Commentary

Combine should add non-sports tests

Updated: March 4, 2012, 9:18 AM ET
By Jerry Greene | Page 2

Andrew LuckBrian Spurlock/US PresswireWith Andrew Luck having gone to Stanford, he probably would score well in our new combine.

The NFL combine came and went far too quickly, as I'm just on Question 10 of my Wonderlic. Besides, the league is missing a golden opportunity by confining its combine to just, you know, football stuff. Yes, what the NFL needs is combine combinations.

After the football stuff, the combine should move on to other vital skills:

• Media interviews: "Got to hand it to all those kids from UCLA, Southern Cal and Ohio State," said one GM. "They answered media questions for 30 minutes each and never said a thing. They could all be coaches one day."

• Product endorsements: "There was an offensive tackle from Alabama that ate two dozen wings while tying his new shoes and washing his hair simultaneously," said an endorsement agent. "I actually cried from joy watching him work."

• Medical knowledge: "We interviewed this linebacker from Florida that thought a concussion was a kind of drum," said a team doctor. "That's the kind of young man we want."

What other kind of combines could the NFL adopt? Think about that and chew on these bits of tid while our literary chefs put the last touches on today's Brunch specials:

• We are proud to announce that Hall of Fame bowler Pete Weber has already clinched this year's Kierkegaard Most Existential Quote award for his brilliant "Who do you think you are? I am!" Yes, you are.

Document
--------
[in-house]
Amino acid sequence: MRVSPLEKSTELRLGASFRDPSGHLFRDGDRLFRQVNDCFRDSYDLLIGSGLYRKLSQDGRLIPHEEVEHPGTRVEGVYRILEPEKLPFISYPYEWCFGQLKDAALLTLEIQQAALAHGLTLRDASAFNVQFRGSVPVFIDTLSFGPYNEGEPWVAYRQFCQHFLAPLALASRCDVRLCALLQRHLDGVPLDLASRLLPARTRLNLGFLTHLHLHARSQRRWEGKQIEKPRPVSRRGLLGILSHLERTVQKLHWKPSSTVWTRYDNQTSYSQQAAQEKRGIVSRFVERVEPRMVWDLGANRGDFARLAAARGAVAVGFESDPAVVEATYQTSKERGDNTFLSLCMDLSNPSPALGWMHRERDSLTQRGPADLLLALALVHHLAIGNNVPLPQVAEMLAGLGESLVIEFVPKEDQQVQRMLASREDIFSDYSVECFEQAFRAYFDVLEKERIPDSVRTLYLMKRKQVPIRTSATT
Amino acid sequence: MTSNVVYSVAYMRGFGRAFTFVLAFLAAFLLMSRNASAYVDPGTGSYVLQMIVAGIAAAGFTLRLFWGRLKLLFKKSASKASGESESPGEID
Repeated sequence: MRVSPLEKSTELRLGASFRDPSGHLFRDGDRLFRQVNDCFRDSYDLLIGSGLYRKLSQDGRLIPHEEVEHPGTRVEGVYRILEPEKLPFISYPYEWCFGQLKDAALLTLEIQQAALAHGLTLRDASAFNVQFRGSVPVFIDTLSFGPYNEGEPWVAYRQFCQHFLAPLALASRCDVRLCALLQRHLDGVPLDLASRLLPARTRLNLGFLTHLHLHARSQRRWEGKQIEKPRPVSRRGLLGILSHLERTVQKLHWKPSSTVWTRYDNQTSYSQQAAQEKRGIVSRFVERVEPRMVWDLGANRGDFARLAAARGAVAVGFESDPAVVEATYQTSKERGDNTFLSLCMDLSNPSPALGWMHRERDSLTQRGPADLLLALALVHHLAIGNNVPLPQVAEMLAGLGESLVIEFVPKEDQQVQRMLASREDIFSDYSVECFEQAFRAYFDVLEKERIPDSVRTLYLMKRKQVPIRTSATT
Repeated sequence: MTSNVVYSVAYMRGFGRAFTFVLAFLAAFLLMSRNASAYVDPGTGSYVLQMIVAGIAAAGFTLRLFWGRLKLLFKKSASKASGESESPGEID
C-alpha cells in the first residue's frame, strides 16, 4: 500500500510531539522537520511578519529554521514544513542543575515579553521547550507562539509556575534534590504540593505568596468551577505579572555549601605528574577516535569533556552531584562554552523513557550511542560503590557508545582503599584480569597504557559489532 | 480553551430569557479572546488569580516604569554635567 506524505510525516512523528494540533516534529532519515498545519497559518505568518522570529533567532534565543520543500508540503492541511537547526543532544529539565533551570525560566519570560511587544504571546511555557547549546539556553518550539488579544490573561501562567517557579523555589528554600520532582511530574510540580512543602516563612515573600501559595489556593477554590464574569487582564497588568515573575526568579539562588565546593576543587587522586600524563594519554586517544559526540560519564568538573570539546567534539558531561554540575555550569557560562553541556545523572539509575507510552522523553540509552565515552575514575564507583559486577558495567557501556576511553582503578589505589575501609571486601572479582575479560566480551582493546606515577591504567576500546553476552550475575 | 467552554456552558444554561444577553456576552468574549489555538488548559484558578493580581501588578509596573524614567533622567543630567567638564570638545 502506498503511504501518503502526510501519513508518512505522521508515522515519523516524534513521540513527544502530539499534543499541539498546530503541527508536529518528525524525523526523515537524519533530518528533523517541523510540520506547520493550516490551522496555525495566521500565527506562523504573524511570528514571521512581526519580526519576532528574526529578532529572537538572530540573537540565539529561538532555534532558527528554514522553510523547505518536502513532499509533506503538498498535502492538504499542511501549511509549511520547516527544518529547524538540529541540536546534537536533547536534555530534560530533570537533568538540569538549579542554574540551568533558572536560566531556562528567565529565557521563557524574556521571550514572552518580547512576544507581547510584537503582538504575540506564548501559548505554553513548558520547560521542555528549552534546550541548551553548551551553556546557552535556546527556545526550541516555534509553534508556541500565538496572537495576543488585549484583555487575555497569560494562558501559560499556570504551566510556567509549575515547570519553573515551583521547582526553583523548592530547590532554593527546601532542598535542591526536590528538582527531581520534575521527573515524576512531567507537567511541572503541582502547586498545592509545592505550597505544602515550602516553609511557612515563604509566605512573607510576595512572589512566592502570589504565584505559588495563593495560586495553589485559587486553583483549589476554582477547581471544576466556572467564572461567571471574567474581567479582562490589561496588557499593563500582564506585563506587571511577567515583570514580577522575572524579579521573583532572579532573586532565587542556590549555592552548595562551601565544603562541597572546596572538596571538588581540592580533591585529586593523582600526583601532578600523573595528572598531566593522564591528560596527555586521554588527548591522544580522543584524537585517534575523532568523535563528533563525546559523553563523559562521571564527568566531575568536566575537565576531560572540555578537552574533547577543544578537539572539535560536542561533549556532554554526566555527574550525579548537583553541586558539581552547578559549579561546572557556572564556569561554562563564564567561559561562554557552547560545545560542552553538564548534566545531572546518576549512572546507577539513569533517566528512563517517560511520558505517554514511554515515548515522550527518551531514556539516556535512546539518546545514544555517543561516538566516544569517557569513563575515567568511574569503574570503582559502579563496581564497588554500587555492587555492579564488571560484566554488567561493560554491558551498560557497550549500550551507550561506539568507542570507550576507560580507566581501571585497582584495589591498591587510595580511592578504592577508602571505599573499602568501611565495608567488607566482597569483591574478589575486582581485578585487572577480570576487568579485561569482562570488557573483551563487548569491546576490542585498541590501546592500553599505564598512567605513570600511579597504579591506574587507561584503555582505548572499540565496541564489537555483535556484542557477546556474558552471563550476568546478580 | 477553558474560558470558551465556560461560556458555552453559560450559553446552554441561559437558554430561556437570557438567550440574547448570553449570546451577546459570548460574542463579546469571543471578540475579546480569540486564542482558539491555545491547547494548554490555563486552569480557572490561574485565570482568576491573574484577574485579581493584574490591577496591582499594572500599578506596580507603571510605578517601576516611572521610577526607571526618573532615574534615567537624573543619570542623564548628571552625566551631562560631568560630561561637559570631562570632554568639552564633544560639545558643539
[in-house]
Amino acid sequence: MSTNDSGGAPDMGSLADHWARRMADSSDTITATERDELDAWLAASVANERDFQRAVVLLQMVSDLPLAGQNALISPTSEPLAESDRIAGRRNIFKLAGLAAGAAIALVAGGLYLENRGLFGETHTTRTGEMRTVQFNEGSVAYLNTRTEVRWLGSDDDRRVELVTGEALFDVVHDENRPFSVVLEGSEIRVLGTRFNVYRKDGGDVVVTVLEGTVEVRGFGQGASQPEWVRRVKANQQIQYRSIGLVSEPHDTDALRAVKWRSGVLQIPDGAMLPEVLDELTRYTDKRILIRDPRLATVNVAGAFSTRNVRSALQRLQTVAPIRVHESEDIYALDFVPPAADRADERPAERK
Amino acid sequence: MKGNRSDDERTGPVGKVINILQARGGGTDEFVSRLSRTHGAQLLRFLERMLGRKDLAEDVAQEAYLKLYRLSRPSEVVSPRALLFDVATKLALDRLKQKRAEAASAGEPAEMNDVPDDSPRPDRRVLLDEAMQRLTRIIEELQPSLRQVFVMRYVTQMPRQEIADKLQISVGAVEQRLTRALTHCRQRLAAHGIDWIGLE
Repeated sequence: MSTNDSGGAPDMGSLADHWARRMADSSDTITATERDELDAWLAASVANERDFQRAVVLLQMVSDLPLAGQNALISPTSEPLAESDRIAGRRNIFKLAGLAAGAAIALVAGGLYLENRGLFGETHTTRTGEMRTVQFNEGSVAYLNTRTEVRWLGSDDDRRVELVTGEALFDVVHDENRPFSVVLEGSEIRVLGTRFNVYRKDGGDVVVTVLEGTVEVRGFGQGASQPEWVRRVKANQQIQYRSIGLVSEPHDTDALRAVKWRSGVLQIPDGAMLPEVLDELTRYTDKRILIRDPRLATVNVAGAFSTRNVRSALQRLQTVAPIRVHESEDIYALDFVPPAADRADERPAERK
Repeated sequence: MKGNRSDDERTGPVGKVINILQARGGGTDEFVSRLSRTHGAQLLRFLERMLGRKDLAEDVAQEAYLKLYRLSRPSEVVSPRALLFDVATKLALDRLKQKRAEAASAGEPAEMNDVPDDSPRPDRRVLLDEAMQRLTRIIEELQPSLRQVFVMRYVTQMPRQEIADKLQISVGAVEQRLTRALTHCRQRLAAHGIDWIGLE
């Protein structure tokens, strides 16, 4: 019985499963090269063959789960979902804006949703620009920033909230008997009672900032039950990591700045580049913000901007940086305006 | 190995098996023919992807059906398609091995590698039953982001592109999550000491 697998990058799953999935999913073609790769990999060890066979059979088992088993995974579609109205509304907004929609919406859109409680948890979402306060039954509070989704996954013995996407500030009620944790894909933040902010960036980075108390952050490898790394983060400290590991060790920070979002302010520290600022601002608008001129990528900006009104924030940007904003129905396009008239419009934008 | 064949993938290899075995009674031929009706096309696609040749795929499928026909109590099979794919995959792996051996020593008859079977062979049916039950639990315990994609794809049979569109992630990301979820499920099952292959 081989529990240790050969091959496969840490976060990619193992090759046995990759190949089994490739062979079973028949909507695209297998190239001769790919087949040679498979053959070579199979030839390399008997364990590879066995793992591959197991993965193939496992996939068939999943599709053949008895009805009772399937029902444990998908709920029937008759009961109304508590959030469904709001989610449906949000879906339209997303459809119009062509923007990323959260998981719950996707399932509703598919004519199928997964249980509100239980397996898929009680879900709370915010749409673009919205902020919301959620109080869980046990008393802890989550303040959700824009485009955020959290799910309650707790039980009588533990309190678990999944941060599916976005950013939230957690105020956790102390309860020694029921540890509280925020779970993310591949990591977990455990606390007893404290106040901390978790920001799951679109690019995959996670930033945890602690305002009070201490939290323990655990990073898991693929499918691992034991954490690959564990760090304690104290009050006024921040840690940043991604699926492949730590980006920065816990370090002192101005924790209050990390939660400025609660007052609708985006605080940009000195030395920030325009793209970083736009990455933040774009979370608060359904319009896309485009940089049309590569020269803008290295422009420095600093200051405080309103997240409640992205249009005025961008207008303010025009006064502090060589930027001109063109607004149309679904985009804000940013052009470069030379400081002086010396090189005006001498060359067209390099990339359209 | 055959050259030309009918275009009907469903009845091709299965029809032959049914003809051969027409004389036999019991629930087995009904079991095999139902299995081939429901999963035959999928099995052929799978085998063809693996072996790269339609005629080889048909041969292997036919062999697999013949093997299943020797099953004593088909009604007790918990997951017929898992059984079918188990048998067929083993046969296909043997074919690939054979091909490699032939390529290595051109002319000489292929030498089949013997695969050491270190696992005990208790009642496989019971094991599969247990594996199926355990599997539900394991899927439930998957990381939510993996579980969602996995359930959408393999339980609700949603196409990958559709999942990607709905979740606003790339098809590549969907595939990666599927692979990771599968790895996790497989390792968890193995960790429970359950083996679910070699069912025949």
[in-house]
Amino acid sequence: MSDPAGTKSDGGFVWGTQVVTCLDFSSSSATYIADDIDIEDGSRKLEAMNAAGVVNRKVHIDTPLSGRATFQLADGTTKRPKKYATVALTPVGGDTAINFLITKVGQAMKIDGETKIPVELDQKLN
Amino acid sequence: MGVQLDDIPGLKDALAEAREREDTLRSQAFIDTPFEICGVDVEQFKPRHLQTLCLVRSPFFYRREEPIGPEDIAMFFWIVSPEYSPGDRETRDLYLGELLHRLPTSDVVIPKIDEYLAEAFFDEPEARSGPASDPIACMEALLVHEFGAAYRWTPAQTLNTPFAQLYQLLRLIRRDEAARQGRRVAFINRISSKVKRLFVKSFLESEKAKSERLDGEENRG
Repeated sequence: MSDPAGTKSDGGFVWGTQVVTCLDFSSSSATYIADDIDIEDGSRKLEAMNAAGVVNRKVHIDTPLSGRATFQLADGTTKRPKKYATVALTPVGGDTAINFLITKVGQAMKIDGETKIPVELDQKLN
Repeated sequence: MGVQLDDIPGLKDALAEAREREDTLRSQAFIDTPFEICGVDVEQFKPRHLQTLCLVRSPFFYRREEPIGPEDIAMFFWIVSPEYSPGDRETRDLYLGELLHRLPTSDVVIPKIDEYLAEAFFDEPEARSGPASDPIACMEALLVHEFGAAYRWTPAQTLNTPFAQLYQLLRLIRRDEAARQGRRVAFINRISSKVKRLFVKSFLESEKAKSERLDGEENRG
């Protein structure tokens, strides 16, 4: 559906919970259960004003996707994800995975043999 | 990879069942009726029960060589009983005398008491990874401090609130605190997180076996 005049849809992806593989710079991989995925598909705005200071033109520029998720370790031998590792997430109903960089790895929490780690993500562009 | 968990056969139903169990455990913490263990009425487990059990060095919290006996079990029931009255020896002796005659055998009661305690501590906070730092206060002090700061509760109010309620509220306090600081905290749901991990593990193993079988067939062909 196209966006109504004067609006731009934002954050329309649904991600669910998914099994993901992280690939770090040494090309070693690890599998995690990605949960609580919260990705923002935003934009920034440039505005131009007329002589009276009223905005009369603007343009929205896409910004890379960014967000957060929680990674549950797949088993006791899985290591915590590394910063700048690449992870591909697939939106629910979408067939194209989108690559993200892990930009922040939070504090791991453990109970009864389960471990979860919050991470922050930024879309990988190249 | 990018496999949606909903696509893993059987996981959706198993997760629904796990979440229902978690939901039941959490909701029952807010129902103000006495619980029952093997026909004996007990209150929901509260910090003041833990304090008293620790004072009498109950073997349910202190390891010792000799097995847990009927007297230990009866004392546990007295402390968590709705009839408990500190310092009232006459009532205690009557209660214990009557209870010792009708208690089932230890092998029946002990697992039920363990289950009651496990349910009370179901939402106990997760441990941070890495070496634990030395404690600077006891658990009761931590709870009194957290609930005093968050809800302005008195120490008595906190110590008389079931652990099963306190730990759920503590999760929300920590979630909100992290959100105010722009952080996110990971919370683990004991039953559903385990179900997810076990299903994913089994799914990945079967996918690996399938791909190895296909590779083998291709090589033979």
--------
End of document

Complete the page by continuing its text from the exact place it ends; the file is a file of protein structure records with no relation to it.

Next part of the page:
• I'll have the Carl's Jr. hamburger as long as Kate Upton serves it.

• If Charles Barkley thinks 20 percent of NBA fans should be shot, somebody should ask LeBron James what percentage works for him.

• Las Vegas has set the over/under on Brett Favre's first Twitter scandal. It's Tuesday.

• In honor of Kobe Bryant, my three favorite masks: The Lone Ranger, the Phantom of the Opera and Cher.

Ding ding. There's the Brunch bell, telling us it's time to let the real cooks take over. We have stories about pain, frustration, temptation and even the art in choosing a great nickname. Find it all now:

• Former New England Patriots defensive end Mike Wright turned 30 on Thursday. Hardly an old man, Wright rarely can concentrate enough to read a book, use a computer or even watch TV. Wright, you see, has had one too many concussions. His story is grim but compelling as described by Ron Borges of the Boston Herald. You should read it here.

• Let's move to a star athlete who is trying to put injuries of many kinds behind him: Tiger Woods. He's not playing badly in the Honda Classic but still entered the final round 9 shots out of the lead. Karen Crouse of The New York Times looks at the current version of Woods and finds him to be humbled but lacking humility. Do you need humility? You decide here.

• We almost have a theme. Next we visit Atlanta Braves star Chipper Jones, who admits to almost taking illegal substances but -- partially because of his father's concern -- decided to walk a straighter path. Chipper looks at where baseball has been and where it may be going as told to Jeff Schultz of the Atlanta Journal-Constitution. Find out what Chipper learned here.

• OK, let's look at a different kind of athlete, a four-legged one. Hansen may be the current Kentucky Derby favorite, but Teresa Genaro of Forbes has found her own blooming star in Union Rags. She explains the "rags to riches" story here.

• And we close on a light note as Cathal Kelly of The Toronto Star looks at Albert Pujols' rejection of El Hombre and sets down guidelines for what makes a great nickname. Uh, would Albert accept "Baldy"? Find out here.

That's it for another Brunch. Enjoy your basketball, your baseball or your early NFL mock drafts. Or just mow the lawn. Your choice.

Jerry Greene is a regular contributor to ESPN.com and can be reached at osogreene@aol.com.

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